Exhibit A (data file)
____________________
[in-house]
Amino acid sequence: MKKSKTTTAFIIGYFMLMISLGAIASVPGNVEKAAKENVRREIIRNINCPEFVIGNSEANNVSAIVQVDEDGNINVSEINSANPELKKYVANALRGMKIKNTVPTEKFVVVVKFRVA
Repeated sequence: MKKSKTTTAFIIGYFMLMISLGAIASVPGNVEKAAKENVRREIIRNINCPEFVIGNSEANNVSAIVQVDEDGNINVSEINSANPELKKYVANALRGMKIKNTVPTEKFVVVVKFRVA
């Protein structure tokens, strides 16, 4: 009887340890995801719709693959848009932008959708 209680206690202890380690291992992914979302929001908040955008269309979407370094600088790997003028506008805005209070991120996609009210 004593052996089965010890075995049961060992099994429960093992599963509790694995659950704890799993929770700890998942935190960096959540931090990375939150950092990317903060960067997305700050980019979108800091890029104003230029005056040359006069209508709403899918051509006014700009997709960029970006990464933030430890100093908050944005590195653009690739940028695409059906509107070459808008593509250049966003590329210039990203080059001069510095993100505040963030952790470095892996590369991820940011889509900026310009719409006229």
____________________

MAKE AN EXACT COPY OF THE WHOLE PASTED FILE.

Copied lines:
[in-house]
Amino acid sequence: MKKSKTTTAFIIGYFMLMISLGAIASVPGNVEKAAKENVRREIIRNINCPEFVIGNSEANNVSAIVQVDEDGNINVSEINSANPELKKYVANALRGMKIKNTVPTEKFVVVVKFRVA
Repeated sequence: MKKSKTTTAFIIGYFMLMISLGAIASVPGNVEKAAKENVRREIIRNINCPEFVIGNSEANNVSAIVQVDEDGNINVSEINSANPELKKYVANALRGMKIKNTVPTEKFVVVVKFRVA
């Protein structure tokens, strides 16, 4: 009887340890995801719709693959848009932008959708 209680206690202890380690291992992914979302929001908040955008269309979407370094600088790997003028506008805005209070991120996609009210 004593052996089965010890075995049961060992099994429960093992599963509790694995659950704890799993929770700890998942935190960096959540931090990375939150950092990317903060960067997305700050980019979108800091890029104003230029005056040359006069209508709403899918051509006014700009997709960029970006990464933030430890100093908050944005590195653009690739940028695409059906509107070459808008593509250049966003590329210039990203080059001069510095993100505040963030952790470095892996590369991820940011889509900026310009719409006229």